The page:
Nathan Hughes, founder and director of Restrap, says: “We set out to design a strap that would offer unparalleled strength without compromising the flexibility photographers want when shooting on the streets. The Shoot range gives them the security they need, whilst letting them play around with the camera quickly and easily.”
I think that you are going to like what you see from this lens. You will notice strong barrel distortion at 15mm (details in the top crop sample get enlarged) and some chromatic aberration to be corrected, but overall this lens is looking good including at f/2.8.
Here at Canon, we strive to empower people to spark their creativity. Whether you’re an A-list director or a mom in Tulsa, we want you to be inspired by your everyday moments and capture them in new and amazing ways. That’s why we’re so proud to debut Bryce Dallas Howard’s trailer as we ramp up for Project Imagination: The Trailer. We fell head over heels for ‘solemates,’ and know you will too.
See a special message from Bryce below:
"Creativity is all around us, and some of the funniest, most beautiful, and touching moments happen when you least expect it. This year, I'm joining forces with Project Imagination to invite all of you to get creative and turn your favorite moments into a 60 second trailer.
Check out 'solemates,' a love story. I want to share the love with all of our collaborators, who have inspired me in countless ways, during the 'solemates' process and beyond.
United Kingdom, Republic of Ireland, 13 February 2015 – Canon will be showcasing its industry leading Cinema EOS range at BVE 2015 (Stand G12), giving visitors the chance of a hands-on demonstration in a live shooting set up.
Following a highly successful demonstration at BVE 2014, Canon will once again be recreating a live shooting environment allowing visitors to experience the company’s iconic Cinema EOS range, including the C100 MKII and C500 camera models.
Visitors to the Canon stand will be greeted with an immersive experience that also features Canon’s 4K monitor, cine servo and cine prime lenses as well as a DSLR counter for testing Canon’s range of DSLR cameras.
Austin Freshwater, Director, Professional Imaging at Canon UK and Ireland, said: “The broadcast industry is evolving constantly and our aim is to ensure that visitors get a real life feel for Canon’s latest innovations. We will exhibit Canon’s rich heritage in lens technology whilst looking to the future with 4K by allowing videographers the opportunity to get hands-on with our offering.”
Taking place on 24th-26th February at ExCeL London, BVE (Broadcast Video Expo) is Europe’s premier broadcast and production technology event, showcasing technologies and services for the production, management and broadcast of audio visual content.
Roses are arguably one of the most beautiful flowers on the face of this planet. They don't smell so bad either, which makes working around them even more pleasant. Buy the wife (or yourself) a bouquet of roses and you have days' worth of photo subject for your macro lens (and presumably a happy spouse).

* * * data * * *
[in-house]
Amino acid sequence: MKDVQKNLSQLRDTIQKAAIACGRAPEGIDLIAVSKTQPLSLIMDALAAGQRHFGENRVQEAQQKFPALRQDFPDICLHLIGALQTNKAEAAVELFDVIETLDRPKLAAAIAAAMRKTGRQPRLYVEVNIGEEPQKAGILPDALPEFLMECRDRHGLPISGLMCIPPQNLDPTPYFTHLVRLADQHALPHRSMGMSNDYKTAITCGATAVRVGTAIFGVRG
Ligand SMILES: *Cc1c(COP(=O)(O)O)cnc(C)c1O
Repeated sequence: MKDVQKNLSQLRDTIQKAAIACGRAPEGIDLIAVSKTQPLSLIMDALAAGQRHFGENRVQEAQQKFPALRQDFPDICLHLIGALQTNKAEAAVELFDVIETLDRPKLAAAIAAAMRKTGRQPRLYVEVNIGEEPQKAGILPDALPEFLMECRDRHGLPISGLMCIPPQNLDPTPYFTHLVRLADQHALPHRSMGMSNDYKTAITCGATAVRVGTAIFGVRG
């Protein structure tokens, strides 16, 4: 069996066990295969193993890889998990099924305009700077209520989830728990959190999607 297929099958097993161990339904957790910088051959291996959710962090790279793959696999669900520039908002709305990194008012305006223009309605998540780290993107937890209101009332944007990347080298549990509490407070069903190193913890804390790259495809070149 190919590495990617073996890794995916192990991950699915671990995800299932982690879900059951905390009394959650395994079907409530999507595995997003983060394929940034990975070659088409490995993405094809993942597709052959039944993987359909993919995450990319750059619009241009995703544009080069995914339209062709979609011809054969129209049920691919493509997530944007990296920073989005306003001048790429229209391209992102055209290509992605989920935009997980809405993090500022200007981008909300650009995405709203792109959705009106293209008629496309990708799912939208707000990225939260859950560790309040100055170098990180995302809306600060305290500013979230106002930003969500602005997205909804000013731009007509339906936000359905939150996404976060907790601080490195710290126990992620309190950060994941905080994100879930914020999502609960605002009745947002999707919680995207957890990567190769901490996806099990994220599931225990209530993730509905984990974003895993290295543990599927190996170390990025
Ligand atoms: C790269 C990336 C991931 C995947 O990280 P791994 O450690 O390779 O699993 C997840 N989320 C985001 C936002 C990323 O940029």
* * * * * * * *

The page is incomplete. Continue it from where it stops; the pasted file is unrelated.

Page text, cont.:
For this image, I attached a Rogue FlashBender softbox to a forward-facing Canon 600EX-RT Speedlite. With this setup, I was free to shoot handheld as I worked on finding pleasing compositions – with deep-reaching soft light following me. This turned out to be my favorite image from this shoot. A nearly centered rose's petals curve outward into and subsequently out of the frame in a balanced manner.
Later, print one of your rose pictures to gain even more return on your small investment.
With tomorrow being Valentine's Day, I thought you might find this subject idea timely.
"For those two or three of you who don't like a little lens strip-tease I'll give you the quick summary: the build quality on this thing is amazing. I usually laugh when people describe a lens as 'built like a tank' because what I know is the lens they are describing has a thick, heavy outer metal shell filled with tiny delicate pieces that break and wear out with great frequency. But this lens is built like a tank inside and out.
I know I can't really, without showing you dozens of other lenses, do a good job of impressing you with just how robustly engineered this lens is. I will say that the insides look more like what we'd expect to see in a 500mm f/4 or 600mm f/4 lens, rather than a telezoom. It's by far the most heavily engineered zoom lens Aaron and I have ever seen; and we've seen the insides of dozens of lenses in this range.
A newly designed optional tripod mount ring for SP 150-600mm VC USD extends the base surface of the tripod mount to improve stability and versatility
February 13, 2015, Saitama, Japan - Tamron Co., Ltd. (President & CEO: Morio Ono), a leading manufacturer of precision optics, has announced that the company will display samples of a tripod mount ring (long type) for SP 150-600mm F/5-6.3 Di VC USD(Model A011)at CP+ 2015, which will be held from February 12 to 15, 2015, in Yokohama, Kanagawa Prefecture, Japan.
Tamron has designed a new tripod mount ring (long type) for its popular SP 150-600mm F/5-6.3 Di VC USD (Model A011). Compared to the supplied tripod mount, the new long-type design provides an extended base surface. This extra space not only makes it possible to add a second screw hole for secure mounting, thereby enhancing stability and versatility, but also makes it easier for users to hold the base surface and carry it around. The new mount ring will be sold as a separate accessory.
The samples will be on display at CP+ 2015, which will be held from February 12 to 15, 2015 (CP+ booth G-28).
Date of Launch
Tripod mount ring (long type), an optional accessory for the A011 (Model A011TL)